Say his name. Cornelius Fredericks.
Cornelius was 16 years old. He was described as “funny, happy and outgoing” by a friend, and his aunt and other family members loved him very much. He reportedly wanted to be a counselor when he grew up. We wish we could share his favorite subject in school, what he liked to do in his spare time, and his other hopes and dreams; but Cornelius’ life was cut short when he was killed as the result of a restraint performed by the adults who were supposed to help him and keep him safe.
In the wake of Cornelius’ death, Lakeside Academy, the facility in Michigan where Cornelius was a resident, was quickly shut down. Criminal charges were brought against three staff members involved in the restraint, and a civil lawsuit was filed. As a result of widespread state and national advocacy, Michigan Gov. Gretchen Whitmer (D) cut all ties with Lakeside Academy’s parent corporation, Sequel Youth and Family Services, and the state is implementing new restrictions on restraints in licensed residential programs.
Like everyone else who has learned about this young man’s life and tragic death, we are incensed at this unnecessary loss. But our collective outrage is not enough. A culture of abuse is absolutely unacceptable anywhere, but especially in what should be a therapeutic, healing place for children.
The murder of George Floyd sparked a national conversation and lit a fire under the movement to eradicate racial violence and inequity. It would be an absolute injustice to Cornelius if his death doesn’t also ignite a sustained national campaign to ensure that children and families are only served by professionals who can safely, compassionately and effectively meet their needs.
That means not only shutting down a single residential program, but also examining the principles and practices of every program across the country. Residential intervention, defined broadly as therapeutic residential care, comes in all shapes and sizes and serves children and families with a wide range of needs, from psychiatric treatment to recovery from trauma. Children are referred for help by school systems, child welfare systems, juvenile justice systems, mental health systems, and families themselves when home and community-based interventions are unsuccessful. The variety of purpose is, unfortunately, matched by a wide variety in quality.
High-quality residential interventions have the ability to change lives for the better and are a critical part of the continuum of behavioral health services. They have well-trained and supported staff who provide individualized, trauma-informed, youth-guided, family-driven care in environments that are safe, welcoming and encourage healthy relationships. Members of the Association of Children’s Residential Centers include only a fraction of the residential programs out there, but all of our members have ascribed to these principles and practices that reflect a commitment to quality. Innovations and best practices are recommended and endorsed by those who matter most: youth and families with lived experience in residential care.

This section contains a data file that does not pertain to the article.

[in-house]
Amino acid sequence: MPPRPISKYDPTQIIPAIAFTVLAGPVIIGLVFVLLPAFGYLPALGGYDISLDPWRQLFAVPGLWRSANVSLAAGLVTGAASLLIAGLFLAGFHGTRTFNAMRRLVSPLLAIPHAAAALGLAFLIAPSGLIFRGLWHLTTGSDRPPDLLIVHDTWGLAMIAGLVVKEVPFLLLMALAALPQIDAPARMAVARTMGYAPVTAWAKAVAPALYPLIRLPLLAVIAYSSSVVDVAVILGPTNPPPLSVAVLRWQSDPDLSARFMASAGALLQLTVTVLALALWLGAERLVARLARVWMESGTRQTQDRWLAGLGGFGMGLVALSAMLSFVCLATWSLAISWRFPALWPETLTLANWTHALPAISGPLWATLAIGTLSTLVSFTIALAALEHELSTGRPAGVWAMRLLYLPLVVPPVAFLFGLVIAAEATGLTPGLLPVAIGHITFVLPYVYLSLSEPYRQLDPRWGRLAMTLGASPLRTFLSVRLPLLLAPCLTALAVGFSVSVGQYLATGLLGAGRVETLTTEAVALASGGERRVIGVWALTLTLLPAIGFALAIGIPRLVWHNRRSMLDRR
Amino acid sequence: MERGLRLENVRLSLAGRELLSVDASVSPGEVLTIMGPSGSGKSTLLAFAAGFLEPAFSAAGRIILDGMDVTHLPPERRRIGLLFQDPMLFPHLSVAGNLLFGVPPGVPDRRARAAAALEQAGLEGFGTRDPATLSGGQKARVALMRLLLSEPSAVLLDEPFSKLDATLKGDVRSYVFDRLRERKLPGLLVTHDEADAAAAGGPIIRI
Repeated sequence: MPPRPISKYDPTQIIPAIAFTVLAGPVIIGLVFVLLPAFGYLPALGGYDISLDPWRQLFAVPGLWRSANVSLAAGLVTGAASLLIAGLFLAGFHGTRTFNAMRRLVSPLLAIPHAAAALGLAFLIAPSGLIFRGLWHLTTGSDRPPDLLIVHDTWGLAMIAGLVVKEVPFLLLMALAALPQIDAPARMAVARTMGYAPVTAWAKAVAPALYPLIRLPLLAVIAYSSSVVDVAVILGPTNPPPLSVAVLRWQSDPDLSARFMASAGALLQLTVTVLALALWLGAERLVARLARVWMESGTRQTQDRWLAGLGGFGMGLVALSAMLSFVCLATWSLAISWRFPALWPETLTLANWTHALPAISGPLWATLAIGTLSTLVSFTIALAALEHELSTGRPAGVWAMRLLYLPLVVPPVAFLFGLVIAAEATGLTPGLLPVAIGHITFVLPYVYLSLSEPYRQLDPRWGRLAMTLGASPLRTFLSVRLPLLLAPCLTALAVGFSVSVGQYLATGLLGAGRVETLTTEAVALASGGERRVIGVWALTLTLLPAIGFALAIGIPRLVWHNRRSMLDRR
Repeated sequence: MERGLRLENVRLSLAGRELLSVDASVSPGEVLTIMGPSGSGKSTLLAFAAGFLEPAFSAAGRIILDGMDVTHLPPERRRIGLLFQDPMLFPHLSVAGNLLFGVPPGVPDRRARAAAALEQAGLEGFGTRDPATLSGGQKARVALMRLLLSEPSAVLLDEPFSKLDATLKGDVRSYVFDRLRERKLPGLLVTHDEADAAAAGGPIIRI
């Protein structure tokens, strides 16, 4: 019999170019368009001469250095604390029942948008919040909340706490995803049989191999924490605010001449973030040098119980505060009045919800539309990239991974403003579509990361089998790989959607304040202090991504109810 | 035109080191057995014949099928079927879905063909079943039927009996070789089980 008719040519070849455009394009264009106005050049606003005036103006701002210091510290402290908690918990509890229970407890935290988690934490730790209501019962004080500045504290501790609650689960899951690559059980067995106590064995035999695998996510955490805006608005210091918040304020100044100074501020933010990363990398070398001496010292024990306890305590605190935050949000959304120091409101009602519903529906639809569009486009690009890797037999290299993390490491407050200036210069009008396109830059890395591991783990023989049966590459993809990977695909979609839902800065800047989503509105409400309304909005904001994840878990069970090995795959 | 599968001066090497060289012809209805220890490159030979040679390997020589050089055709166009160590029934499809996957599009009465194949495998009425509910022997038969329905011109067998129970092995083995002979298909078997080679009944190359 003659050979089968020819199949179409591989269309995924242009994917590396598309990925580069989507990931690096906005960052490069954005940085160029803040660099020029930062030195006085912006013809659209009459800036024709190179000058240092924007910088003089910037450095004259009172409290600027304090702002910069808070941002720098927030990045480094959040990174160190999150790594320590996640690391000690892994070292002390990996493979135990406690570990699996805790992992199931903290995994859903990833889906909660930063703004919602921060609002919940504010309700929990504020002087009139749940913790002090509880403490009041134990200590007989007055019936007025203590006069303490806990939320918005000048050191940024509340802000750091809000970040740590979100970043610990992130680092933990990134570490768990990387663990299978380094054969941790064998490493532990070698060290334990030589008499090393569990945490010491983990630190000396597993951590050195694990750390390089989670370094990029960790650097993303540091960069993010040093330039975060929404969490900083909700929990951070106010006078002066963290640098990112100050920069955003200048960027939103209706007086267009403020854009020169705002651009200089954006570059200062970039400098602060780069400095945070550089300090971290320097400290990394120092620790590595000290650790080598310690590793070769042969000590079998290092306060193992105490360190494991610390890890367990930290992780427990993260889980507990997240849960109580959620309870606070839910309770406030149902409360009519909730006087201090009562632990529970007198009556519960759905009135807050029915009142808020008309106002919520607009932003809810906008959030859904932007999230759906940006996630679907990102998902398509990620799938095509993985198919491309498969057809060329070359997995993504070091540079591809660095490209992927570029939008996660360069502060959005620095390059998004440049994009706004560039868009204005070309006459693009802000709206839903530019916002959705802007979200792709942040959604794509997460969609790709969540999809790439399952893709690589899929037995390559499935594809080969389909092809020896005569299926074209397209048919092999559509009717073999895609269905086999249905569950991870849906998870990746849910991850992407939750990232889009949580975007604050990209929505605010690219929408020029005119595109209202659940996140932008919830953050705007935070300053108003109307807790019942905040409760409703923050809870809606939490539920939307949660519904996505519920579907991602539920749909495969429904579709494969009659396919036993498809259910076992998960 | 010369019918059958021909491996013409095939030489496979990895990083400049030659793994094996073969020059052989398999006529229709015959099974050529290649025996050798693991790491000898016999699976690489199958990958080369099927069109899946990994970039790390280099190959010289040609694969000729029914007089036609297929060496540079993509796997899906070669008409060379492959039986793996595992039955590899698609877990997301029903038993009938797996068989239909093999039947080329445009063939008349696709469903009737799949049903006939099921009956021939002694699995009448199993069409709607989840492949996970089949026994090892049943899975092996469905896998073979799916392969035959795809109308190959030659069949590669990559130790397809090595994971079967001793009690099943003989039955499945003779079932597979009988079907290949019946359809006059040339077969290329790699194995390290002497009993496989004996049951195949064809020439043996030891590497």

Providers who are incompetent or prioritize profits over people cannot be tolerated and have no business caring for already vulnerable children. The most recent example is systemic, horrific conditions in Sequel-operated programs in Alabama. In addition to the problems at its Michigan location, problems at Sequel’s Alabama programs were revealed in a letter and accompanying report by the Alabama Disabilities Advocacy Program.
But Sequel is not the only for-profit, multi-state provider with concerning practices highlighted in recent news. Universal Health Services, which owns and manages nearly 200 psychiatric facilities, including multiple facilities for children, just agreed to a $122 million settlement with the Department of Justice to resolve numerous allegations of violation of the False Claims Act. Among the allegations were accusations of inadequate staffing, training and/or supervision of staff and improper use of physical and chemical restraints and seclusion.
This is not the time for handwringing or commissions that take several years to conclude what we already know. Residential interventions that are ineffective must radically reform; residential interventions that have a consistent track-record of abuse and dysfunction must close; and state systems should invest in, and learn from, programs with expertise and proven success. Restraint reduction and elimination is part of what every program should urgently strive for, and the conversation about quality can’t stop there.
Leaders in the field of children’s behavioral health and residential care have a responsibility to speak out loudly and clearly. This includes acknowledging our part in dysfunctional systems, rife with racial and cultural bias, and drawing lines of distinction so youth and families and communities know what clinical excellence looks like and what the expectations should be.
Cornelius wasn’t the first child to die from a restraint in a school or a residential program, but he should be the last.
Dana Dorn is president of the Association of Children’s Residential Centers Board of Directors and the director of a residential treatment program serving girls in Milwaukee. Kari Sisson is the executive director of the Association of Children’s Residential Centers.